Most wills include a clause that names the executor and often a backup or successor executor. That is, the loved one names in a will the person to oversee the settlement of the estate. This should be someone who will fully and competently act out his or her wishes. Very often, it will be the closest living relative, although it doesn’t have to be. Sometimes, it will be the oldest adult child or the child with the most financial acumen. Or, it may be an attorney or an otherwise uninterested party with some expertise that makes them well-suited for the job.

But on the other hand, if the will doesn’t name an executor, if the named person can’t or won’t serve, or if the individual died without a will, an administrator will be appointed. Any interested person could ask the court for authority to administer the estate. For obviously reasons, this will generally be done by someone who stands to inherit from the estate, although that is not a requirement.

Executors and administrators have the same function. Both are obligated to settle a deceased’s estate for the benefit of heirs. The only difference is the method of appointment. This individual, or fiduciary, will have to sign paperwork in probate court to accept the responsibility and he or she may have to post a bond to give the heirs insurance against misconduct.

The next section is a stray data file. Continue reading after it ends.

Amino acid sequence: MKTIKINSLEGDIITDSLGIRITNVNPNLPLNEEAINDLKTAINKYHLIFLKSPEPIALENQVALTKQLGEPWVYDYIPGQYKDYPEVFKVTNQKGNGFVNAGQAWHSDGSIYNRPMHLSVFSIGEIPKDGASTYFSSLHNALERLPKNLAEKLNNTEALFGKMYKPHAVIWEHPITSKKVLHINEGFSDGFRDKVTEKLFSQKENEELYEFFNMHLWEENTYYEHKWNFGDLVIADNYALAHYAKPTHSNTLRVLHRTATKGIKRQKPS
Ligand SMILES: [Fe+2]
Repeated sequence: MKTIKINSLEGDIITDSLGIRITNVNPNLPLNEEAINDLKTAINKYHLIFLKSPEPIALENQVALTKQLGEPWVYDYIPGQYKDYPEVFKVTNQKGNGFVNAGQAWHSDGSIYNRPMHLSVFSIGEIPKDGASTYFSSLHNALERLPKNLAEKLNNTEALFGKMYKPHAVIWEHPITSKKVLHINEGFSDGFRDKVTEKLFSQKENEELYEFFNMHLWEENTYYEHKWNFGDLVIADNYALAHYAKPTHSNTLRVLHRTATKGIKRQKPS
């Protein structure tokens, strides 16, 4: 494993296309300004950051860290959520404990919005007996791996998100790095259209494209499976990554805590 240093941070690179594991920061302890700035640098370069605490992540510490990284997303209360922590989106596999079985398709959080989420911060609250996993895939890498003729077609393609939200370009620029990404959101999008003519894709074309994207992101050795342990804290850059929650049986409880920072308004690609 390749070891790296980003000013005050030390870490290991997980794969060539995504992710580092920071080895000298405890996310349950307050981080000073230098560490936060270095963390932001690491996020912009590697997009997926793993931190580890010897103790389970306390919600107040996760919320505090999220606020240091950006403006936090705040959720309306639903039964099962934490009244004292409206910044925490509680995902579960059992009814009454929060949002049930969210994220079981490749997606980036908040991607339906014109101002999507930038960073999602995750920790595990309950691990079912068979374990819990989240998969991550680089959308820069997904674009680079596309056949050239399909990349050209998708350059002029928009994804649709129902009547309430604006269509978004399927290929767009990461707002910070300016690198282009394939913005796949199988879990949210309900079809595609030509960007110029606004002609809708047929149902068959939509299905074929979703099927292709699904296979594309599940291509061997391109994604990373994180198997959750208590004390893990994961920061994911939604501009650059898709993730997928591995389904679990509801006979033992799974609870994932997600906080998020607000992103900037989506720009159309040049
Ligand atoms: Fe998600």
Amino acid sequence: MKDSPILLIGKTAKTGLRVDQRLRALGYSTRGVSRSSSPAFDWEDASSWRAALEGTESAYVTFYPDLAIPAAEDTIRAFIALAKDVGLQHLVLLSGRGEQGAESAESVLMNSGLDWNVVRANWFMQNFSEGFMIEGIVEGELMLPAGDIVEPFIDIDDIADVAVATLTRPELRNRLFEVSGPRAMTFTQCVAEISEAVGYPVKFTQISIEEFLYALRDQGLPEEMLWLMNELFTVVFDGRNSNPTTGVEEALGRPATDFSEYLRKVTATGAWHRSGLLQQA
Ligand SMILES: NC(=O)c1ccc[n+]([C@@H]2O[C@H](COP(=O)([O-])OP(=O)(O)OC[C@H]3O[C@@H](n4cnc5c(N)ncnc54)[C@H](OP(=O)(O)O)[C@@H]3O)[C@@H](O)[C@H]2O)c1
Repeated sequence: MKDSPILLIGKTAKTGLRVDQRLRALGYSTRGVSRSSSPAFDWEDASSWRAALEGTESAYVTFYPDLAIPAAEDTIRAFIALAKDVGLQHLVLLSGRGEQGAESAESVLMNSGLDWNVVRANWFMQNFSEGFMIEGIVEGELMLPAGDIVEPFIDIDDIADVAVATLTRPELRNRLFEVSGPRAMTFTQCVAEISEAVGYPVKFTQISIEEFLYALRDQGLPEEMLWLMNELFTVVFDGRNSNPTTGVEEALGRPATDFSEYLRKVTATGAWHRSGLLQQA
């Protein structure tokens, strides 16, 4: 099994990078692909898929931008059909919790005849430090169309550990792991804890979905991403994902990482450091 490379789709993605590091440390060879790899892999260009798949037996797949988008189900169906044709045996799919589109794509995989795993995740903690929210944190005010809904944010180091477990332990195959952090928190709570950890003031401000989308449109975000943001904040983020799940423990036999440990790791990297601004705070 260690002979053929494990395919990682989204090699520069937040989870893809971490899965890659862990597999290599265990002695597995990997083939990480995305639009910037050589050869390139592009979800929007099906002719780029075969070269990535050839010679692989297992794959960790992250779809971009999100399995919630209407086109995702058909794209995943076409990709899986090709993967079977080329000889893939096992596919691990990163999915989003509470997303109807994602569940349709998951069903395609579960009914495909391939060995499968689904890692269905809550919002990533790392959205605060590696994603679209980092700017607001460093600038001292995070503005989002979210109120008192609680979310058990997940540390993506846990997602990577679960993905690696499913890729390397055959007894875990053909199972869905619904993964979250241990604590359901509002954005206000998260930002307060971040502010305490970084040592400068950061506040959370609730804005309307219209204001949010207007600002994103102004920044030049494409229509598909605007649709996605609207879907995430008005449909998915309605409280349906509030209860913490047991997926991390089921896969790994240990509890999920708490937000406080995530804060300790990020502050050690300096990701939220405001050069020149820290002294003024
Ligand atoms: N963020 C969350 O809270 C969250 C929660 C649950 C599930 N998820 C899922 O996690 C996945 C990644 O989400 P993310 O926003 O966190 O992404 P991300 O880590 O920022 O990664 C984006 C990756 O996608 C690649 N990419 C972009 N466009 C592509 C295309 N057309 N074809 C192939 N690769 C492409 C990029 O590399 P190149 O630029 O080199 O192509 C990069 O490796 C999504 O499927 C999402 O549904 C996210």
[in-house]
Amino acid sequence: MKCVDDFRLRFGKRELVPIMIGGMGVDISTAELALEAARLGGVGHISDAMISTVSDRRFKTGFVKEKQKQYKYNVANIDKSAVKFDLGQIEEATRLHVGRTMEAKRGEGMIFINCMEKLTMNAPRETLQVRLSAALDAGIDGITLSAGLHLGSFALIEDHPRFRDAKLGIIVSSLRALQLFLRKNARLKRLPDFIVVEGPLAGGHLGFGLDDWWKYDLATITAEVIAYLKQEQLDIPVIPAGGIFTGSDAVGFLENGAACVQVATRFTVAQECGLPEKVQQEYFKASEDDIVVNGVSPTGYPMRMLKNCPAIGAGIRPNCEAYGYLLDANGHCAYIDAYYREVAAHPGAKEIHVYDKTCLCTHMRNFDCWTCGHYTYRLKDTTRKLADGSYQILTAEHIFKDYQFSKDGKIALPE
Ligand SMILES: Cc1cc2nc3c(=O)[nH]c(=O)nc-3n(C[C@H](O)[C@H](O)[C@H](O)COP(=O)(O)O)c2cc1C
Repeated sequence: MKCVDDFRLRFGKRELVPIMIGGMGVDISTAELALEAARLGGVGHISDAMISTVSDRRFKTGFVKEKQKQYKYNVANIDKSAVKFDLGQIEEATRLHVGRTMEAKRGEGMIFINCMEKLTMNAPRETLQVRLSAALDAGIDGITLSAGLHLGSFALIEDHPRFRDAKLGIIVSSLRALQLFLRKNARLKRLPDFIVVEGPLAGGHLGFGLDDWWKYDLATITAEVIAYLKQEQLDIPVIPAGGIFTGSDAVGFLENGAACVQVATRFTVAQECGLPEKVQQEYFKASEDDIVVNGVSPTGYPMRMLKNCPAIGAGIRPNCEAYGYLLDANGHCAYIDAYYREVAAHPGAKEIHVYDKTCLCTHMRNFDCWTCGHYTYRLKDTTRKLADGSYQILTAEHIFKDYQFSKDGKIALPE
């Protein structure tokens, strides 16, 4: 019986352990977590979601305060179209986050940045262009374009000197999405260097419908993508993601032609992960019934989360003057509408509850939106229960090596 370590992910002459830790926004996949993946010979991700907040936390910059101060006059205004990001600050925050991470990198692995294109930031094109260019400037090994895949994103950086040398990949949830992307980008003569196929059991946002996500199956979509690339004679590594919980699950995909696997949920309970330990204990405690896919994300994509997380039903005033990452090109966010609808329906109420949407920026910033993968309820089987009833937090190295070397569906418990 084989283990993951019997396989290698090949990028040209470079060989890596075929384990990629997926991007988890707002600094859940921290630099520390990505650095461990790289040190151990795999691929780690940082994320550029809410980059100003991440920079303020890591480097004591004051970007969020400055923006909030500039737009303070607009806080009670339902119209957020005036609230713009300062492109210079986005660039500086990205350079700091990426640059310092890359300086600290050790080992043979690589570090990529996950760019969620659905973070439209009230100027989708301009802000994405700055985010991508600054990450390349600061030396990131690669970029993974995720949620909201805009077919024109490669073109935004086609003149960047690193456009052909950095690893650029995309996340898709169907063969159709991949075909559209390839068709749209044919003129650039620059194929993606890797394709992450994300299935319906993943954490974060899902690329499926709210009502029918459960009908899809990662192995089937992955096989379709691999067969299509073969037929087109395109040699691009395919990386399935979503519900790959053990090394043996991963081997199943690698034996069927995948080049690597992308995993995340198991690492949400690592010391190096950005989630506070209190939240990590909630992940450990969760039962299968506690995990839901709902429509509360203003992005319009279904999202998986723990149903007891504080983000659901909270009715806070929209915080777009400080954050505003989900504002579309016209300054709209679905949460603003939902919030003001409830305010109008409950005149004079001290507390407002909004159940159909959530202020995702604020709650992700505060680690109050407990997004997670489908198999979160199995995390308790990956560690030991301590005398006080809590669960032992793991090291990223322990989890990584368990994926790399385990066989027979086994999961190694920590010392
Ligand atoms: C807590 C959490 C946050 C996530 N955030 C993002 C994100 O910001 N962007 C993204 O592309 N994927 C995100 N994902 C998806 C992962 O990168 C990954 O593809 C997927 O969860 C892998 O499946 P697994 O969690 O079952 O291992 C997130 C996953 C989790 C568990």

The fiduciary has the obligation to timely complete and file all forms required. The fiduciary will have to identify assets and liabilities of the deceased. This may involve appraisals, sales of real property and vehicles, and the liquidation of other personal property. Starting with funeral expenses, he or she will have to see all bills are paid or settled. A common misperception is that a deceased’s bills disappear upon death. While it is true surviving family members would not generally be liable for debts, if there is money in the estate, a bank account, or equity in real property, those assets will be expected to go toward the deceased’s creditors before heirs.